Catching sea bass in the Staalhaven for research into migrating glass eels

Published on
April 30, 2020

Researchers from Wageningen Marine Research annually monitor the migration of glass eel from the sea to Dutch inland waters. To gain knowledge about the possible predation of larger predatory fish on glass eels at water barriers such as locks, researchers use sea bass caught in the Staalhaven of Tata Steel.

During their journey from their birthplace in the Sargasso Sea (thousands of kilometres away) towards the fresh waters of Europe, young eels are hindered by all kinds of barriers; dams, locks and weirs, for example, can slow down their migration. As a result, fish can sometimes accumulate at barriers in large numbers and for long periods of time. These are called bottlenecks in the migration route.


Small fish such as glass eels are particularly vulnerable to such bottlenecks due to, for example, the hunting behaviour of larger predatory fish. They could profit from large numbers of small fish in an unnatural situation. More knowledge is needed to set up good follow-up research so that ultimately, effective measures can be taken.

Photo credit: Tata Steel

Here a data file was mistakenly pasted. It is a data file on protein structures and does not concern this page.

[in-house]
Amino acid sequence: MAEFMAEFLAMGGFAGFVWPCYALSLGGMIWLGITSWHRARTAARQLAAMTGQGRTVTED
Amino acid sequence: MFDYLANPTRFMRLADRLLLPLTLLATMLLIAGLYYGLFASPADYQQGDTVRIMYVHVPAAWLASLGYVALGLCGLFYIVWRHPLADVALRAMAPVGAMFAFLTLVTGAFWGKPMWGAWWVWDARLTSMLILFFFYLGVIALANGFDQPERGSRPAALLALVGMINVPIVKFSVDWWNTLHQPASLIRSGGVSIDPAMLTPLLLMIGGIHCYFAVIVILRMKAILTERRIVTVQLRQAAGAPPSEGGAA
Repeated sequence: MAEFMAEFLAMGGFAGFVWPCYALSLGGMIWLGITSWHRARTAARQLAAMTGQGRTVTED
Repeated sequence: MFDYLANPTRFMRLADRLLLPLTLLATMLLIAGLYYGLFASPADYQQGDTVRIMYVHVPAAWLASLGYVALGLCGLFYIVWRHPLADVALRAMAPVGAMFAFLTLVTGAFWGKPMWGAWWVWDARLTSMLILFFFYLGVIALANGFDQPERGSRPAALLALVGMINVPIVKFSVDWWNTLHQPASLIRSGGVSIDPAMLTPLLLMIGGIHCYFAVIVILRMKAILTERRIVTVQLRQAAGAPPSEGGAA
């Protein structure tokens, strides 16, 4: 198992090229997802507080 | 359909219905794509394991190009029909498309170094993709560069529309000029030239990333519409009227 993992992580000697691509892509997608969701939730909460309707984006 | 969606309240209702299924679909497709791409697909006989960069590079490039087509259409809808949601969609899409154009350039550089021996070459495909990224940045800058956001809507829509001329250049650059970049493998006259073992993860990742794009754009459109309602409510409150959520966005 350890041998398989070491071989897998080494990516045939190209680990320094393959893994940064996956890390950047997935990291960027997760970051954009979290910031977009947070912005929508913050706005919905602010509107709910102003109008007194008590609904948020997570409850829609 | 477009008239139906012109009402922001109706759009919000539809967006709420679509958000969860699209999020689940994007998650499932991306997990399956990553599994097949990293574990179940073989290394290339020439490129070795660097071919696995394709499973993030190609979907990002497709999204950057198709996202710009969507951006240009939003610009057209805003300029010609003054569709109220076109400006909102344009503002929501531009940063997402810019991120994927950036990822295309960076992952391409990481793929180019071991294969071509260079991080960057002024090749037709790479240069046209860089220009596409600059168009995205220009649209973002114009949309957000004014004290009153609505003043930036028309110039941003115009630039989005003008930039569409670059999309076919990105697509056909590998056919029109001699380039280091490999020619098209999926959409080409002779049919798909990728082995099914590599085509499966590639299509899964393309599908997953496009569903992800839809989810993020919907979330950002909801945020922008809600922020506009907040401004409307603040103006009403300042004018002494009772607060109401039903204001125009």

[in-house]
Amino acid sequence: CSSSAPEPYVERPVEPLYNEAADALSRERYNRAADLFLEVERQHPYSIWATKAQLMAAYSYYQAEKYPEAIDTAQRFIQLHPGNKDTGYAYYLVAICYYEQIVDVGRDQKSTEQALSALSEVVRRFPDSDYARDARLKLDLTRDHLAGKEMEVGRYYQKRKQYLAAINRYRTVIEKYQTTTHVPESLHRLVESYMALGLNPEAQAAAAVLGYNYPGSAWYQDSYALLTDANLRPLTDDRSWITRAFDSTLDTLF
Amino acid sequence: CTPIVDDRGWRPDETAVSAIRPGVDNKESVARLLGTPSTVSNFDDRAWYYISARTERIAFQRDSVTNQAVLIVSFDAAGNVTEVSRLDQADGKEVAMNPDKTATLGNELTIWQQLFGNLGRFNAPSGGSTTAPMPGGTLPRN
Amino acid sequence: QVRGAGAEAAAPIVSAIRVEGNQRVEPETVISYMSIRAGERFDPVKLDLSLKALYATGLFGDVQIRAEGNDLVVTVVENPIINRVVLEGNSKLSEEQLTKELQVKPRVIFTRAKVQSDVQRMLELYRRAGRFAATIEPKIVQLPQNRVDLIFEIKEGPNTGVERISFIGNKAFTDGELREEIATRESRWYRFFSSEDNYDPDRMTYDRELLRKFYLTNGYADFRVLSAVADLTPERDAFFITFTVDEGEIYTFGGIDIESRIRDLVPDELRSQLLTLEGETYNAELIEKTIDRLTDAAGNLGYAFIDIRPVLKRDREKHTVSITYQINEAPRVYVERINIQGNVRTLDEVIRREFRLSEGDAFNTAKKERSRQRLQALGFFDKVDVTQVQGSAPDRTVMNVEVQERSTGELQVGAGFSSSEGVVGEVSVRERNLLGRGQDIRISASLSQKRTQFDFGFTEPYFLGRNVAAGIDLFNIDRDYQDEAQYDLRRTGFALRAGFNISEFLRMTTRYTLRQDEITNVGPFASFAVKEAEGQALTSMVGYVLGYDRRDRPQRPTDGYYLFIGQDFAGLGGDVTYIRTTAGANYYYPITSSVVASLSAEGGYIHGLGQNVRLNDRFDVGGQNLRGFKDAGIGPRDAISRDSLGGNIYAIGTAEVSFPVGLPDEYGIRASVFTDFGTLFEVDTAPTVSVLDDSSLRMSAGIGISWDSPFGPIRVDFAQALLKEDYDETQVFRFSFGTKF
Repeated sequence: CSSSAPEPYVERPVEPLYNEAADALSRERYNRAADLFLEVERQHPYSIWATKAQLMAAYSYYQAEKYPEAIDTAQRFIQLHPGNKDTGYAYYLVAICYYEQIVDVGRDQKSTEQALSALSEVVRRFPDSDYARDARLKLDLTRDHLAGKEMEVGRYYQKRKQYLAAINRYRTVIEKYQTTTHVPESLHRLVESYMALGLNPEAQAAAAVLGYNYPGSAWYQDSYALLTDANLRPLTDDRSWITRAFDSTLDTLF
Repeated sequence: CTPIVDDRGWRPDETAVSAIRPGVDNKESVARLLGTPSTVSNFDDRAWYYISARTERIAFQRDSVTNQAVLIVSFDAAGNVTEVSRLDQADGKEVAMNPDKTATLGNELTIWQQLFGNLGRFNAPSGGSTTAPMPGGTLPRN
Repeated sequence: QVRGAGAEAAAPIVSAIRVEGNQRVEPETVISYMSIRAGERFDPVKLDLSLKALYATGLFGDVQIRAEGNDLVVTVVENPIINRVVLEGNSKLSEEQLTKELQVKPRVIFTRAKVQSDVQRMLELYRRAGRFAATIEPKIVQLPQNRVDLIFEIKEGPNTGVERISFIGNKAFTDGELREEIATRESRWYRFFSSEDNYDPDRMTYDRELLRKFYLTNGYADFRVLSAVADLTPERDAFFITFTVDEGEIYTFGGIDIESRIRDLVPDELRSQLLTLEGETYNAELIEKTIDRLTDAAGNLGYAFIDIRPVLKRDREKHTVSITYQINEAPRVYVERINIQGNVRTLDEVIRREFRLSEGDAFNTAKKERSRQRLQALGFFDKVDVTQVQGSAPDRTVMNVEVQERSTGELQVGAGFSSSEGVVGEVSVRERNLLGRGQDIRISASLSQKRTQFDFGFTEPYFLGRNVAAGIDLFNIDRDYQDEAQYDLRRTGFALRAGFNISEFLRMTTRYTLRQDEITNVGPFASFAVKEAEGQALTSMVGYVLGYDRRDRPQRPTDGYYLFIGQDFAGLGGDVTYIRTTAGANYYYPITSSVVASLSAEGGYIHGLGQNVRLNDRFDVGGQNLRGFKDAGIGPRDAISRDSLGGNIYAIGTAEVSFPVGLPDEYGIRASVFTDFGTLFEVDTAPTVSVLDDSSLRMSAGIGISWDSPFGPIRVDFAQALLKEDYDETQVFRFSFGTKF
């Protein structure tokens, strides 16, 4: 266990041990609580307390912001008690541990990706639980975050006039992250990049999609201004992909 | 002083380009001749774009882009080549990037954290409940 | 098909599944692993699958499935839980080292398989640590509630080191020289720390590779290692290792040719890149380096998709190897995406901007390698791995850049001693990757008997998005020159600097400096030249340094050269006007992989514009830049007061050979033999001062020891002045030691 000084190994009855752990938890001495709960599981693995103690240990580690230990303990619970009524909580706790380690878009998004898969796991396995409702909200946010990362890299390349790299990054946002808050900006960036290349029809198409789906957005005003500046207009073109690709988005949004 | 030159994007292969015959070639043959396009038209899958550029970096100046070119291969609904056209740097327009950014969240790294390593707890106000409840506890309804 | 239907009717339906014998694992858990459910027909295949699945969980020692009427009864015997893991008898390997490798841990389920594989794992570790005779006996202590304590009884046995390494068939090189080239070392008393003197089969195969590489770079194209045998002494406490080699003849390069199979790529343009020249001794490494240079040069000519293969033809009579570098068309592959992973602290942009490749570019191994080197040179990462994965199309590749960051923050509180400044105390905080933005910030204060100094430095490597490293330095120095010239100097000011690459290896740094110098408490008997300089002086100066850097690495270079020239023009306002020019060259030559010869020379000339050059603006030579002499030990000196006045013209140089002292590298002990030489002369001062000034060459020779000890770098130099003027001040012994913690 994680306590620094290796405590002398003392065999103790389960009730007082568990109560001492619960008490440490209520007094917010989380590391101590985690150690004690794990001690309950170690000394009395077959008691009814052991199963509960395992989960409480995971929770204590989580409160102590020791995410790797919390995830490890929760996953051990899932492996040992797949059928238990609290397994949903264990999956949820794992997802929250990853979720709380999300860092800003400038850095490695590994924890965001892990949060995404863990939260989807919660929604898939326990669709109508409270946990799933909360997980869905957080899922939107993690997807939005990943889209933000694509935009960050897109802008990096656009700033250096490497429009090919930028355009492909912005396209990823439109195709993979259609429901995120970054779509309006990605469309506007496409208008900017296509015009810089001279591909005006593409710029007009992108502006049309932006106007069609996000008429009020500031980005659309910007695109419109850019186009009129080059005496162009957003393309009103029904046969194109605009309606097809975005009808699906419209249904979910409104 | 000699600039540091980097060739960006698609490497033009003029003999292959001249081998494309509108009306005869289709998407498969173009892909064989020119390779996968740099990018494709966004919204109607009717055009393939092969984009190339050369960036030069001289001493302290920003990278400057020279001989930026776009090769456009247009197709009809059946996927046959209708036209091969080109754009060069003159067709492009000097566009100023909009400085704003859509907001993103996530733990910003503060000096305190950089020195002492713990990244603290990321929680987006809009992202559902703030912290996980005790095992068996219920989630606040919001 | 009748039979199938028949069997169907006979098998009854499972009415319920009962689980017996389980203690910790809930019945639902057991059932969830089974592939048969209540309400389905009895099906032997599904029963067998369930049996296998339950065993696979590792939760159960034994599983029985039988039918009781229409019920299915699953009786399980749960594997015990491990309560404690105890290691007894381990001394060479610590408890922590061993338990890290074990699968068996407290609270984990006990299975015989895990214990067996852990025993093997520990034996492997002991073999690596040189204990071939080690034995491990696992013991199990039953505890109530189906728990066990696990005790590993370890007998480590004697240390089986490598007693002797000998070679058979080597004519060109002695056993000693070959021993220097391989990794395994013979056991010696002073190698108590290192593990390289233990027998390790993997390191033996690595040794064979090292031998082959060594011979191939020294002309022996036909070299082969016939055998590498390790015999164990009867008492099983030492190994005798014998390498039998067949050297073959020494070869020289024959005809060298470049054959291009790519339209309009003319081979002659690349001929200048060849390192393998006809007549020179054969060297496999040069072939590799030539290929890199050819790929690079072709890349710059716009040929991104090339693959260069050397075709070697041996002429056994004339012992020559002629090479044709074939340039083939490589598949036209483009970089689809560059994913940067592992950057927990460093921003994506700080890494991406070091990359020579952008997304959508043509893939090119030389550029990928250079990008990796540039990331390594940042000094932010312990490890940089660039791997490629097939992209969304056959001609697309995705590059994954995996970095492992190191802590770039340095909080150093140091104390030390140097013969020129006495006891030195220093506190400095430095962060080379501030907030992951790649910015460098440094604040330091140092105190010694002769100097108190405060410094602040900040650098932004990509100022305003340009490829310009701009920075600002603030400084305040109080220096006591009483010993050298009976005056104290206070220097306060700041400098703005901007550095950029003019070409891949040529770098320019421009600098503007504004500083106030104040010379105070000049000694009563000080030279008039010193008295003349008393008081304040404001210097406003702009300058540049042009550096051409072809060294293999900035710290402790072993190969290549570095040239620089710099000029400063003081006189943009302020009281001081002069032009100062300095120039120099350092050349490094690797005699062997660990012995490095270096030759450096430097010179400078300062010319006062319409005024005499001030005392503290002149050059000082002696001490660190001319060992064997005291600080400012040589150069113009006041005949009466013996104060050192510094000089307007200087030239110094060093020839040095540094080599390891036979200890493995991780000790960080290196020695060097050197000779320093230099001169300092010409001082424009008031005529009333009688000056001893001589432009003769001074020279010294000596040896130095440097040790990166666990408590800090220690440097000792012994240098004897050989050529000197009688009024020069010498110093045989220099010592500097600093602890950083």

Photo credit: Tata Steel

Wageningen Marine Research has been studying the migration of glass eel (young eel) at the Afsluitdijk since 1938 on behalf of the Ministry of LNV. In the 70s and 90s, ten research locations along the coast were added, including the IJmuiden sluices.

Colour marks

In 2019, a large-scale study was started in which glass eel was also given a small visible colour mark. The objective is to get an even better picture of the annual supply of glass eels along the Dutch coast. The institute is also researching the degree to which glass eel spread, how long they are held up and the effects of possible migration solutions.

Behavioural studies

Scientists use the eels caught at Tata Steel in behavioural studies. This includes exposing them to marked and unmarked glass eels for a short period of time and observing their behaviour. The researchers want to know whether predators hunt glass eels and whether marked glass eels are at at higher risk. The glass eels are placed in a transparent tube and cannot be eaten. Afterwards, the fish are returned to the wild.

IJmuiden is an important hub for glass eels, as it provides access to the 26-kilometre-long North Sea Canal. From there, the glass eels migrate into the Dutch polders.